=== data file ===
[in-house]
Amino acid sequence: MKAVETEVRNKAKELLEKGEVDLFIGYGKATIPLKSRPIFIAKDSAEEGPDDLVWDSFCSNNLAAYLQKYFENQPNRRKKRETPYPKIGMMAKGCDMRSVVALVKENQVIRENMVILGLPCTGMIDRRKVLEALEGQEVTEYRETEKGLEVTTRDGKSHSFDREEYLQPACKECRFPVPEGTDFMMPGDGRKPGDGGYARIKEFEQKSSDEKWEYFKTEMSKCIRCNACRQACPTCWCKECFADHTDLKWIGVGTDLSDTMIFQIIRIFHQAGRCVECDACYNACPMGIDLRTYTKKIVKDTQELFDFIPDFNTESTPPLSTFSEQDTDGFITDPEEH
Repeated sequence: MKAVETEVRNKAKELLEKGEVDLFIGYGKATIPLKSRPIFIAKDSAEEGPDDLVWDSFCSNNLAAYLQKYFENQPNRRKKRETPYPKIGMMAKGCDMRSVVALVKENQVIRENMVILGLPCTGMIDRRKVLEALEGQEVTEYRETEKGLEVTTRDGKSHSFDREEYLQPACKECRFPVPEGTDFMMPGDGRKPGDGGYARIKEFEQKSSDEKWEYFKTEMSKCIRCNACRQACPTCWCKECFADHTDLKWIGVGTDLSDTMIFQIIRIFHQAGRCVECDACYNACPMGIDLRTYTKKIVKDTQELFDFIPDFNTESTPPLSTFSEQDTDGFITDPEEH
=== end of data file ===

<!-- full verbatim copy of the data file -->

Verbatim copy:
[in-house]
Amino acid sequence: MKAVETEVRNKAKELLEKGEVDLFIGYGKATIPLKSRPIFIAKDSAEEGPDDLVWDSFCSNNLAAYLQKYFENQPNRRKKRETPYPKIGMMAKGCDMRSVVALVKENQVIRENMVILGLPCTGMIDRRKVLEALEGQEVTEYRETEKGLEVTTRDGKSHSFDREEYLQPACKECRFPVPEGTDFMMPGDGRKPGDGGYARIKEFEQKSSDEKWEYFKTEMSKCIRCNACRQACPTCWCKECFADHTDLKWIGVGTDLSDTMIFQIIRIFHQAGRCVECDACYNACPMGIDLRTYTKKIVKDTQELFDFIPDFNTESTPPLSTFSEQDTDGFITDPEEH
Repeated sequence: MKAVETEVRNKAKELLEKGEVDLFIGYGKATIPLKSRPIFIAKDSAEEGPDDLVWDSFCSNNLAAYLQKYFENQPNRRKKRETPYPKIGMMAKGCDMRSVVALVKENQVIRENMVILGLPCTGMIDRRKVLEALEGQEVTEYRETEKGLEVTTRDGKSHSFDREEYLQPACKECRFPVPEGTDFMMPGDGRKPGDGGYARIKEFEQKSSDEKWEYFKTEMSKCIRCNACRQACPTCWCKECFADHTDLKWIGVGTDLSDTMIFQIIRIFHQAGRCVECDACYNACPMGIDLRTYTKKIVKDTQELFDFIPDFNTESTPPLSTFSEQDTDGFITDPEEH